Sources of information used by patients prior to elective surgery: A scoping review

Alvin Atlas, Steve Milanese, Karen Grimmer, Sarah Barras, Jacqueline H. Stephens

Research output: Contribution to journalArticlepeer-review

2 Citations (Scopus)

Abstract

Objective To describe the range and nature of available research regarding sources of information that patients access to inform their decisions about elective surgery. Design Scoping review. Data sources Peer-reviewed studies published until February 2019 from the six scientific literature databases were searched and included in the study: Medline, PubMed, CINAHL, Academic Search Premier, EMBASE and SCOPUS. Web searches for grey literature were conducted in Google, South Australia Department of Health, Commonwealth Department of Health (Australia) and My Aged Care from the Department of Social Services (Australia). Eligibility criteria Studies with a focus on elective surgery information sources oriented to patients were eligible for inclusion. Only studies written in English were sought and no publication date or study restrictions were applied. Data extraction and synthesis Included literature was described by National Health and Medical Council hierarchy of evidence, and data were extracted on country and year of publication, type of literature, who provided it and any information on end users. Information sources were categorised by type and how information was presented. Results A pool of 1039 articles was reduced to 26 after screening for duplicates and non-relevant studies. Face-to-face exchanges were the most likely source of information prior to elective surgery (59.3%), printed information (55.6%) followed by e-learning (51.9%) and multimedia (14.8%). The face-to-face category included information provided by the physician/general practitioners/specialists, and family and friends. Printed information included brochures and pamphlets, e-learning consisted of internet sites or videos and the use of multimedia included different mixed media format. Conclusion There is considerable variability regarding the types of information patients use in their decision to undergo elective surgery. The most common source of health information (face-to-face interaction with medical personnel) raises the question that the information provided could be incomplete and/or biased, and dependent on what their health provider knew or chose to tell them.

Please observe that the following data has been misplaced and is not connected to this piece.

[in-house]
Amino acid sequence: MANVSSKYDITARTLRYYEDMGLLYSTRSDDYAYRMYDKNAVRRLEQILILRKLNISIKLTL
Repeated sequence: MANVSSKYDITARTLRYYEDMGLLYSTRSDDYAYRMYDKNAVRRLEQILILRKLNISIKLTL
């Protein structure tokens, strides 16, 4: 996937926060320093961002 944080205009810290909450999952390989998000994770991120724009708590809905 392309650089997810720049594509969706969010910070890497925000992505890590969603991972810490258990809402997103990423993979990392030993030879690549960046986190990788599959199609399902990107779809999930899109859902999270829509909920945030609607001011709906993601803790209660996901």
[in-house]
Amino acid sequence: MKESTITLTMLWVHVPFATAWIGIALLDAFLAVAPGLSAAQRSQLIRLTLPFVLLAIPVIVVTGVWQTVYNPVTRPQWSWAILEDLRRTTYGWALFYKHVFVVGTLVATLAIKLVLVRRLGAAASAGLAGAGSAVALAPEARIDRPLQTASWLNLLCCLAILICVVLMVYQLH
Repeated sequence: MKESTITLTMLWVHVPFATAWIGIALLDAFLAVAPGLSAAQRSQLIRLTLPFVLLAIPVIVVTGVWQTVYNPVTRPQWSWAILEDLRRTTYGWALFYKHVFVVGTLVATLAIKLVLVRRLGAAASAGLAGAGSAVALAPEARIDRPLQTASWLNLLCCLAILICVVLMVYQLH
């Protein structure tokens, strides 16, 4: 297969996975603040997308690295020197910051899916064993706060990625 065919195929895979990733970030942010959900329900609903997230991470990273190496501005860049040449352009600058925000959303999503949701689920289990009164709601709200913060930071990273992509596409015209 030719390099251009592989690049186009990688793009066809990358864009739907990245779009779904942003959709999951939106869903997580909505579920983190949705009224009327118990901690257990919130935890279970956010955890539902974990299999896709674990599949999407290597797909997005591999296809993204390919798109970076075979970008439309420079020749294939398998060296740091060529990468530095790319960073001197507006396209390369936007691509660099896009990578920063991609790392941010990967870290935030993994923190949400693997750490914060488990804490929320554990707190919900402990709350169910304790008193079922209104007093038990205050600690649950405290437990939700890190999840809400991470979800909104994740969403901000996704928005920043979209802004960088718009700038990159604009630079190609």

Original languageEnglish
Article numbere023080
JournalBMJ Open
Volume9
Issue number8
DOIs
Publication statusPublished - 1 Aug 2019
Externally publishedYes

Bibliographical note

Open access This is an open access article distributed in accordance with the
Creative Commons Attribution Non Commercial (CC BY-NC 4.0) license, which
permits others to distribute, remix, adapt, build upon this work non-commercially,
and license their derivative works on different terms, provided the original work is
on May 19, 2020 by guest. Protected by copyright. http://bmjopen.bmj.com/ BMJ Open: first published as 10.1136/bmjopen-2018-023080 on 5 August 2019. Downloaded from
Atlas A, et al. BMJ Open 2019;9:e023080. doi:10.1136/bmjopen-2018-023080 9
Open access
properly cited, appropriate credit is given, any changes made indicated, and the use
is non-commercial. See: http://creativecommons.org/licenses/by-nc/4.0/.

Keywords

  • consumer health information [MeSH]
  • electivesurgical procedures [MeSH]
  • health literacy [MeSH]
  • review [MeSH]
  • scoping review

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